Thanks for stopping by to read my blog. In this post, you will learn a little bit about me and what I write.
Yoga has been a regular part of my life for over 20 years, during which time my practice has dramatically changed and my teaching style has evolved to reflect my personal experiences. After years of teaching anatomy for yoga teacher training programs, I had collected an extensive list of questions about how asana was actually affecting our anatomy and function. I enrolled in graduate school and found many of the answers to my questions were to be found by studying biomechanics. Partly due to my own injuries and partly due to the public perception that yoga is mostly stretching, my Master’s thesis project became a comprehensive literature review on the science of stretching, referencing the most current collection of scientific research on the topic of flexibility. During the process, I discovered that the emphasis on stretching in the yoga community is often misunderstood, resulting in anecdotal information unsupported by the vast body of evidence published by exercise scientists. Additionally, I discovered that our bodies (systems, organs, tissues, cells) respond to tensile loading in ways far beyond stretching for flexibility purposes. “Stretching” had to be redefined in order to see the bigger picture.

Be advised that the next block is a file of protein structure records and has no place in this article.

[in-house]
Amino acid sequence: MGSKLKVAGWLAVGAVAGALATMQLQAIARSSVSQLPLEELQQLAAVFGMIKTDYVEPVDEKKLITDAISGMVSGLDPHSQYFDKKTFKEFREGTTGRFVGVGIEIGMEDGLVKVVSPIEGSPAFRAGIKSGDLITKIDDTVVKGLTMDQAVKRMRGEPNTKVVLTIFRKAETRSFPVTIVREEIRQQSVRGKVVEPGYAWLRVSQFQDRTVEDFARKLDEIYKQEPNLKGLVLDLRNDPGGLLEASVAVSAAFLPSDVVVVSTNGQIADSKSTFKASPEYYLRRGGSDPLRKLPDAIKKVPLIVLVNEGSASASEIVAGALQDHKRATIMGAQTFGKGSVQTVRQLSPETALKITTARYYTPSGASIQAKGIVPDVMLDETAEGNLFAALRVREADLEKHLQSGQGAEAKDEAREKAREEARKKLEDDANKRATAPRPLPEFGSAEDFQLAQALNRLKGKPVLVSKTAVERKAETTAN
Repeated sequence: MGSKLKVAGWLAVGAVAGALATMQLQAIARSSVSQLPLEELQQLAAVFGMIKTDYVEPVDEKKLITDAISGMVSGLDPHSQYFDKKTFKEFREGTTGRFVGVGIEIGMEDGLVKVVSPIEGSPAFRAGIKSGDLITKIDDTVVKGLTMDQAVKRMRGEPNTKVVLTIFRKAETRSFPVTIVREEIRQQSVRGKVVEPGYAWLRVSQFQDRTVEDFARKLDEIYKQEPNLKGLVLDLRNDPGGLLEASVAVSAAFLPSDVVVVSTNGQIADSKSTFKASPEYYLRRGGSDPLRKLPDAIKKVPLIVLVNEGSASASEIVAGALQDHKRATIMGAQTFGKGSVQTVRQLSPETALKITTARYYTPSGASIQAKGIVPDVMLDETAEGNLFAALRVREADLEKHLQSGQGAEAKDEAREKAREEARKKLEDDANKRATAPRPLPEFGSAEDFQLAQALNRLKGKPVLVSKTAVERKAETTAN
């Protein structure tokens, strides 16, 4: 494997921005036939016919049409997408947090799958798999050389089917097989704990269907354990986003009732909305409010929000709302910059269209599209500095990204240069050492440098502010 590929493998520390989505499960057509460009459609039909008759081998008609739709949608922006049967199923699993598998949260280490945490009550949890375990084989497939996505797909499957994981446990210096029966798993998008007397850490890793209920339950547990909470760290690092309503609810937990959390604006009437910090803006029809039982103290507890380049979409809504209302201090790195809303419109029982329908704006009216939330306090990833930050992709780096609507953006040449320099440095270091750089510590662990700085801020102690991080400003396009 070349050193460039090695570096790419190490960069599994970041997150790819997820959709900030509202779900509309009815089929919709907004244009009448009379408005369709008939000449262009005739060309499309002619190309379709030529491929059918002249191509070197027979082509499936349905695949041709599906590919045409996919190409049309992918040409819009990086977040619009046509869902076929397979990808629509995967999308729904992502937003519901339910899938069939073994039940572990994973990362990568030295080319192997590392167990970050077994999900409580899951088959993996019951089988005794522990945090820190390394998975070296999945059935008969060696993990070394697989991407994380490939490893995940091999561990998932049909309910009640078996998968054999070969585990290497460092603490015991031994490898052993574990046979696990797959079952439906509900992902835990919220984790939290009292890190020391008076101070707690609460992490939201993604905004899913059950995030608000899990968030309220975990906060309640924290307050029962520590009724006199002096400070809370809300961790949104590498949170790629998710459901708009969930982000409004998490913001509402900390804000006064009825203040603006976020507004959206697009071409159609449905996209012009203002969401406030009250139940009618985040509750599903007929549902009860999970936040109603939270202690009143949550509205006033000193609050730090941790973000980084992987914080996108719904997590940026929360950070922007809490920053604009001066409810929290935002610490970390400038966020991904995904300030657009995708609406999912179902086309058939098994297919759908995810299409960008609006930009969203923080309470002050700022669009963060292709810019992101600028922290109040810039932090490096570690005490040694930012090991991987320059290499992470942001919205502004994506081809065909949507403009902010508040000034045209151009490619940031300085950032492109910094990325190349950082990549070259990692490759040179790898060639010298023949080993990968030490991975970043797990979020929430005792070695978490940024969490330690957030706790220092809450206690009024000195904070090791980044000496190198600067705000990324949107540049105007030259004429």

I’m currently writing my book, Yoga Biomechanics: Stretching Redefined, which should be available in 2017. Through my blog, I share my educational journey with you. My views have matured and my rhetoric has become more sophisticated as I have continued to research, write, and teach this material to yoga teachers internationally. Thus, older posts don’t always reflect my current opinion on some subjects, but they do reflect my growth as an educator.
By reading, commenting and sharing these posts, you are participating in the development of my work. Thank you for playing such an important role in the process.To read through the posts, just scroll down to work your way back, beginning with my most recent posts. Or start at the beginning, and work your way forward by clicking here.